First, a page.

Gulf Cities as Interfaces

Edited by: George Katodrytis and Sharmeen Syed
Publisher: Gulf Research Center Cambridge
Published year: 2015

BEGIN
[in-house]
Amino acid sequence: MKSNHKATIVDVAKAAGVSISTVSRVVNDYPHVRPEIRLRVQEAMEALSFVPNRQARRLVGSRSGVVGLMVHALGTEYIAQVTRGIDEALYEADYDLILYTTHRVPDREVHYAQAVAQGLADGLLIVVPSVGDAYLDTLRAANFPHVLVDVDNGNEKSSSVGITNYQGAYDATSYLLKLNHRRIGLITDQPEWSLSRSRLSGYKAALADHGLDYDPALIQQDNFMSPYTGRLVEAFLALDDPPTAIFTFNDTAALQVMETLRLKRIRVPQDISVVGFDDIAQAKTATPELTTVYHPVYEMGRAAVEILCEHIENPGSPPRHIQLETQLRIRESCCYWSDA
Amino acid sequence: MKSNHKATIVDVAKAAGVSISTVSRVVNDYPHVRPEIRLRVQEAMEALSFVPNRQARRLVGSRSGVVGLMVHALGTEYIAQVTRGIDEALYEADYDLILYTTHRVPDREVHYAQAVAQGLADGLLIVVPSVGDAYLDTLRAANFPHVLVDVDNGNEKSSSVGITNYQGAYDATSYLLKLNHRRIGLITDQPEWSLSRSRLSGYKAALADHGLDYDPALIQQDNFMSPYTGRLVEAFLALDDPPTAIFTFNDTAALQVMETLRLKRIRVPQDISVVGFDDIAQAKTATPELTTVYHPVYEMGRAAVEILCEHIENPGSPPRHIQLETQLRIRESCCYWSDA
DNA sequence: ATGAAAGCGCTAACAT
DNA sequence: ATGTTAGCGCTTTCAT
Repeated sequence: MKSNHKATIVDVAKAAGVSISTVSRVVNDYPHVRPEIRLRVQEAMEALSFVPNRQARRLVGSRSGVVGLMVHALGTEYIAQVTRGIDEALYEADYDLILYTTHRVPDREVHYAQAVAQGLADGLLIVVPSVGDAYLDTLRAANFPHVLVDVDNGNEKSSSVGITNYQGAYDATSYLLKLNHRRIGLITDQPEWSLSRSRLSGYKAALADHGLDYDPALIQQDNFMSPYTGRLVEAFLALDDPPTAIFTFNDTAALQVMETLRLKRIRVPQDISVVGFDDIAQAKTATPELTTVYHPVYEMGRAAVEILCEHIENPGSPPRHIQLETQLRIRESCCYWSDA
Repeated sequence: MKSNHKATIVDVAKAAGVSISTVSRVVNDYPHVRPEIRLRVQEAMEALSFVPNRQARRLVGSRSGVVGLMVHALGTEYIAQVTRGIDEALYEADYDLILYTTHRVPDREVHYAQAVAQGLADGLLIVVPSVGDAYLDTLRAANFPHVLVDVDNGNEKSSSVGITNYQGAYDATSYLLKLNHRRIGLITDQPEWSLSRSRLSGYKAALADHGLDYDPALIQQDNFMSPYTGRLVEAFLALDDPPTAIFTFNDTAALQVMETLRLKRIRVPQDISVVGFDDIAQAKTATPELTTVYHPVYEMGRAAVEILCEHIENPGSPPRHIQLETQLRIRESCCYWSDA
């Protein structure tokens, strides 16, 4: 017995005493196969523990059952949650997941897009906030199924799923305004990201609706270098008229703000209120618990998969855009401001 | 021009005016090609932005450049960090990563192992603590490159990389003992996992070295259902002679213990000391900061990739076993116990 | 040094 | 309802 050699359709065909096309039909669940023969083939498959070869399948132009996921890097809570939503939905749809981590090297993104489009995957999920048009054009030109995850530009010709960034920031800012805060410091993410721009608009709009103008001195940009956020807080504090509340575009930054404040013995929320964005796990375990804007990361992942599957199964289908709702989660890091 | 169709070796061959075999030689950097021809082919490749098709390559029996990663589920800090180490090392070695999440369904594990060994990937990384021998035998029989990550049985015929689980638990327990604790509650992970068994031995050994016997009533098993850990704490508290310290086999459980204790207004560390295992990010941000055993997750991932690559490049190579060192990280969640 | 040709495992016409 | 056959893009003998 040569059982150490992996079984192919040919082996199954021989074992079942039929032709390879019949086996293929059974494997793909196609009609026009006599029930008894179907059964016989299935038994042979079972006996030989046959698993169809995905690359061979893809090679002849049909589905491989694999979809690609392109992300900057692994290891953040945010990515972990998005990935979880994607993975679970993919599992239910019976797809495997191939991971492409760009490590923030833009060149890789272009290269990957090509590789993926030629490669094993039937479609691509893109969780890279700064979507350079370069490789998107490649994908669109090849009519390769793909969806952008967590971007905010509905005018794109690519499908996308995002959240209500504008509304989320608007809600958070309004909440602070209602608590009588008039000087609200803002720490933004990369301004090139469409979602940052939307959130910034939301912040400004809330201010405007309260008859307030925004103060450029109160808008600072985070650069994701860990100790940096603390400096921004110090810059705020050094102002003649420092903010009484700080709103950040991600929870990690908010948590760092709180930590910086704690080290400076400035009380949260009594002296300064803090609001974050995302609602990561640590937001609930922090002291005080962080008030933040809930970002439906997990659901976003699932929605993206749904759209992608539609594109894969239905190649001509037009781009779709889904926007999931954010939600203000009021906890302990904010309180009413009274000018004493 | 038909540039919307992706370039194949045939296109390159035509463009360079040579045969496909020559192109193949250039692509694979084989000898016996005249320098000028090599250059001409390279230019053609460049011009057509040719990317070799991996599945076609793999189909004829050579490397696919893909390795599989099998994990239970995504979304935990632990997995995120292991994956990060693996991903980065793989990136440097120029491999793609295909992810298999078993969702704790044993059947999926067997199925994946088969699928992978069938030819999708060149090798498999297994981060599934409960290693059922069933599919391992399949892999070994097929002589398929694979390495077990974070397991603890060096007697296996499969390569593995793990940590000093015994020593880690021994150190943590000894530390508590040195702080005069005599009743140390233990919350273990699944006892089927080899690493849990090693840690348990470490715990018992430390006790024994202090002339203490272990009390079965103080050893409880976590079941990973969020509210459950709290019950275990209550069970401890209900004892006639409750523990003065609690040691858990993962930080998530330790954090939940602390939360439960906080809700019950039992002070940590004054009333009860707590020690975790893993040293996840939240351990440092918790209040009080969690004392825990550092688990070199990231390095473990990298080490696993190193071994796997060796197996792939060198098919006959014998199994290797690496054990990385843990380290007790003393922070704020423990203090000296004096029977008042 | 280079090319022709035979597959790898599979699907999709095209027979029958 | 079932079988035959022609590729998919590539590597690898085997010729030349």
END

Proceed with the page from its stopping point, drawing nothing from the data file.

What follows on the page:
The Cooperation Council for the Arab States of the Gulf, also known as the Gulf Cooperation Council (GCC), represents one of the most urbanized regions in the world, with an estimated 70 percent of the population residing in cities. The GCC states have adopted strategies to balance growth and shift dependence on oil. Architecture and urbanism are seen as dynamic facilitators and flexible commodities in the network of transnational urbanisms and global capitalist forces. Cities in this region are shaped by various forces: historical, geopolitical, demographic, and topographical contexts as well as by large influxes of investments and workforce. These cities now shape 21st century urban concepts. This volume is an exploration of specific Gulf cities as interfaces. Twenty first century cities continue to act as interfaces not only as physical spaces but also as evolving machinery and tools of capital. From food urbanism and edible landscape to modernist ideals, grandiose visions, and new orientalisms, the papers in this volume address and investigate the city in four variances: Urbanism and Identity as Interface; Landscape and Geography as Interface; Social Condition and History as Interface; and Culture and Politics as Interface.

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